Today I (a female grad student) was discussing with my partner (a male grad student) some of the comments Ruth Chang makes about sexual harassment in her recent 3am interview. He was shocked at senior philosophers confessing to Chang that they don’t consider expressing romantic interest in a student to be particularly problematic, as he (reasonably) considers it to be wildly inappropriate. To be clear, everything he said was supportive, and he is very understanding of the issues women in philosophy face, but still two of the things he said (and especially my reactions to them) struck me as noteworthy.
1) “I can’t believe someone would really think that was okay!”
I reeled off the names of four people we know personally who we know to have expressed interest in students or junior colleagues, and in fact to have gone further than mere expressions of interest. (This includes one who person he knows harassed me as an undergraduate). He agreed that in some sense he knows that people do it, but still can’t get his head around the idea that they would think it is okay.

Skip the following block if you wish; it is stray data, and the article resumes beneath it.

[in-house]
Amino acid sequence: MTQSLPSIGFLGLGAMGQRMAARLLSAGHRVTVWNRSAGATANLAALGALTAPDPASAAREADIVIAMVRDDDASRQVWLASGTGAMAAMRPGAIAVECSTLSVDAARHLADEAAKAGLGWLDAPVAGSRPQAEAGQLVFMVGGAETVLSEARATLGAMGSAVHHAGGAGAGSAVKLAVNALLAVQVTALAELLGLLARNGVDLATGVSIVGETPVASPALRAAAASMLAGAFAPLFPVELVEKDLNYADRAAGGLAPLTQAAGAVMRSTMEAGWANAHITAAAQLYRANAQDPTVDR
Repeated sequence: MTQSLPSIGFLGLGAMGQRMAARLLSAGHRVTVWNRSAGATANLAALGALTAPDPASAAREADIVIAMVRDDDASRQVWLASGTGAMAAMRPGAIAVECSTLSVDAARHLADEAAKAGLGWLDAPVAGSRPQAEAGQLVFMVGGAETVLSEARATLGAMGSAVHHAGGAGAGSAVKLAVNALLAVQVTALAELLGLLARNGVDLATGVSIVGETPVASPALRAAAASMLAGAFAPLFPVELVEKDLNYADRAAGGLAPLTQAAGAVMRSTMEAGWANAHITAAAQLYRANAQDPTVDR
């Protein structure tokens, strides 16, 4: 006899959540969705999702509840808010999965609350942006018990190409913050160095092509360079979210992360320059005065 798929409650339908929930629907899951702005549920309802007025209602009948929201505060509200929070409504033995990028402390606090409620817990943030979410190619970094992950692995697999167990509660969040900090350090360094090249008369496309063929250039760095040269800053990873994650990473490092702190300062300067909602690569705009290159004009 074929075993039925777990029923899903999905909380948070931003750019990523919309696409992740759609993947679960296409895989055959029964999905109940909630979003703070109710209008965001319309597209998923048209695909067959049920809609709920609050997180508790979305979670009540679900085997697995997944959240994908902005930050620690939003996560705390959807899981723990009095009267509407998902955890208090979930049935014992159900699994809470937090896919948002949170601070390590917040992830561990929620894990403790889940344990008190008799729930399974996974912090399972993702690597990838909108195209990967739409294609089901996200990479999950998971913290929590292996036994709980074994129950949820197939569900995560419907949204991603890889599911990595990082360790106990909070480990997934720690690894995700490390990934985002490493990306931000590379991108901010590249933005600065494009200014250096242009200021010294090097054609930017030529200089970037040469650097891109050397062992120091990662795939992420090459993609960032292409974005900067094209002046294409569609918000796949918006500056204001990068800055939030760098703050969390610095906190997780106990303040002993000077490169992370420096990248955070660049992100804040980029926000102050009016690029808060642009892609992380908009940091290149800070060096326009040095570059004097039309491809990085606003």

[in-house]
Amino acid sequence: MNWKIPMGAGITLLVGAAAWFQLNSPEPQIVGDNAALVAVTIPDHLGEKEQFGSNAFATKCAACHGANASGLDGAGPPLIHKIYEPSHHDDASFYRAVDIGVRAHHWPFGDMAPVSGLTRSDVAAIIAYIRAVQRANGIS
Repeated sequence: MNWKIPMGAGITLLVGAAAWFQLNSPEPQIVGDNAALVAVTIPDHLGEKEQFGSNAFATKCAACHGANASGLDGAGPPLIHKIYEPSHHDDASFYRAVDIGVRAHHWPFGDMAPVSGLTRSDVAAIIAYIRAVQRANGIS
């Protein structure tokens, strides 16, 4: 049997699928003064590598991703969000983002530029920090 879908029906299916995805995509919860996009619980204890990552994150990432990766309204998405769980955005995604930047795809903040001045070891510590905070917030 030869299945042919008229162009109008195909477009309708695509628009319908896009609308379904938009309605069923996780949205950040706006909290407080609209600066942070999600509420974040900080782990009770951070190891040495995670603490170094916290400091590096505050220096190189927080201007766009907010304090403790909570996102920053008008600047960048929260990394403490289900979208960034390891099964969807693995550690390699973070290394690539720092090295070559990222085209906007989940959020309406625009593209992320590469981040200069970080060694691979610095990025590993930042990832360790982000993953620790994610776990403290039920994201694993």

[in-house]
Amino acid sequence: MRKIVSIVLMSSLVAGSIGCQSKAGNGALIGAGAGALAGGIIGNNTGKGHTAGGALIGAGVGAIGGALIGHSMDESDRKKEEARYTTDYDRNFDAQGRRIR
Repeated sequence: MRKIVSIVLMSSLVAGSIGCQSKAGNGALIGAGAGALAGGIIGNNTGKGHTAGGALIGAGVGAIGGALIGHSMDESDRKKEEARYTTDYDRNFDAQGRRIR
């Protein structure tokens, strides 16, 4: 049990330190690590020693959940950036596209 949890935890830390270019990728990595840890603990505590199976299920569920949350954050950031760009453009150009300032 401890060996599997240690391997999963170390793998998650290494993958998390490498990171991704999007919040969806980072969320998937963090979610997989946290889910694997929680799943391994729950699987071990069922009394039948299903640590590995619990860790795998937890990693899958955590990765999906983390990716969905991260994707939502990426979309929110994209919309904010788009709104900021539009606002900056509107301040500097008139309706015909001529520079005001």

2) “Imagine if I was talking one-on-one with [senior member of staff] and she admitted that she was attracted to me. That would be so horrible and so inappropriate!”
This made me realise that even the most empathetic of male philosophers will have trouble fully understanding the extent of ‘what it’s like’, because I only recognised this point myself during our conversation: whenever I have ever had a meeting with a male member of staff I am on some level worried that they might express interest in me, or that I will realise that they are interested in me, or that they will think that I am interested in them. I can’t think of a single exception to this, and now I’m feeling exhausted at the prospect of a career filled with such stressful interactions.
On Discussing Sexual HArassmentPosted: April 19, 2014 by jennysaul in objectifying women, relationships with students, sexual harassment
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